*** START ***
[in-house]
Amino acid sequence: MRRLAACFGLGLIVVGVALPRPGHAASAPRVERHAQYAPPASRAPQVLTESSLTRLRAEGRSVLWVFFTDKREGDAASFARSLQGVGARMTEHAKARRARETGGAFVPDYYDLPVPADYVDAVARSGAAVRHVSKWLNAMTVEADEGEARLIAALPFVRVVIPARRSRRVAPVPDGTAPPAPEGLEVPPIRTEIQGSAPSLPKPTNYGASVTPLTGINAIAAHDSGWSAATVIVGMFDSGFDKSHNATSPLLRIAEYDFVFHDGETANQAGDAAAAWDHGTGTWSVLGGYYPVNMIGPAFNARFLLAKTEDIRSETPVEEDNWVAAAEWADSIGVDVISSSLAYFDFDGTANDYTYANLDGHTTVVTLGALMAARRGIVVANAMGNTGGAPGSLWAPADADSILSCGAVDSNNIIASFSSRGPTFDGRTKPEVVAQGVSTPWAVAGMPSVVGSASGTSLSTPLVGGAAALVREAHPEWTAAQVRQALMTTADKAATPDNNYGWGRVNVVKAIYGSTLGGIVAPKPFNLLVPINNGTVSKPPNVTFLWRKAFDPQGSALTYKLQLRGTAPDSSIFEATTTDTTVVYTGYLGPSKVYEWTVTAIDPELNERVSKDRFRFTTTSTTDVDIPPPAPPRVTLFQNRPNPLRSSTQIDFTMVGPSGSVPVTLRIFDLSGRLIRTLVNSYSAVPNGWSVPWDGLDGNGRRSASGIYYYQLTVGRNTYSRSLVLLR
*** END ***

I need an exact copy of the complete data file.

[in-house]
Amino acid sequence: MRRLAACFGLGLIVVGVALPRPGHAASAPRVERHAQYAPPASRAPQVLTESSLTRLRAEGRSVLWVFFTDKREGDAASFARSLQGVGARMTEHAKARRARETGGAFVPDYYDLPVPADYVDAVARSGAAVRHVSKWLNAMTVEADEGEARLIAALPFVRVVIPARRSRRVAPVPDGTAPPAPEGLEVPPIRTEIQGSAPSLPKPTNYGASVTPLTGINAIAAHDSGWSAATVIVGMFDSGFDKSHNATSPLLRIAEYDFVFHDGETANQAGDAAAAWDHGTGTWSVLGGYYPVNMIGPAFNARFLLAKTEDIRSETPVEEDNWVAAAEWADSIGVDVISSSLAYFDFDGTANDYTYANLDGHTTVVTLGALMAARRGIVVANAMGNTGGAPGSLWAPADADSILSCGAVDSNNIIASFSSRGPTFDGRTKPEVVAQGVSTPWAVAGMPSVVGSASGTSLSTPLVGGAAALVREAHPEWTAAQVRQALMTTADKAATPDNNYGWGRVNVVKAIYGSTLGGIVAPKPFNLLVPINNGTVSKPPNVTFLWRKAFDPQGSALTYKLQLRGTAPDSSIFEATTTDTTVVYTGYLGPSKVYEWTVTAIDPELNERVSKDRFRFTTTSTTDVDIPPPAPPRVTLFQNRPNPLRSSTQIDFTMVGPSGSVPVTLRIFDLSGRLIRTLVNSYSAVPNGWSVPWDGLDGNGRRSASGIYYYQLTVGRNTYSRSLVLLR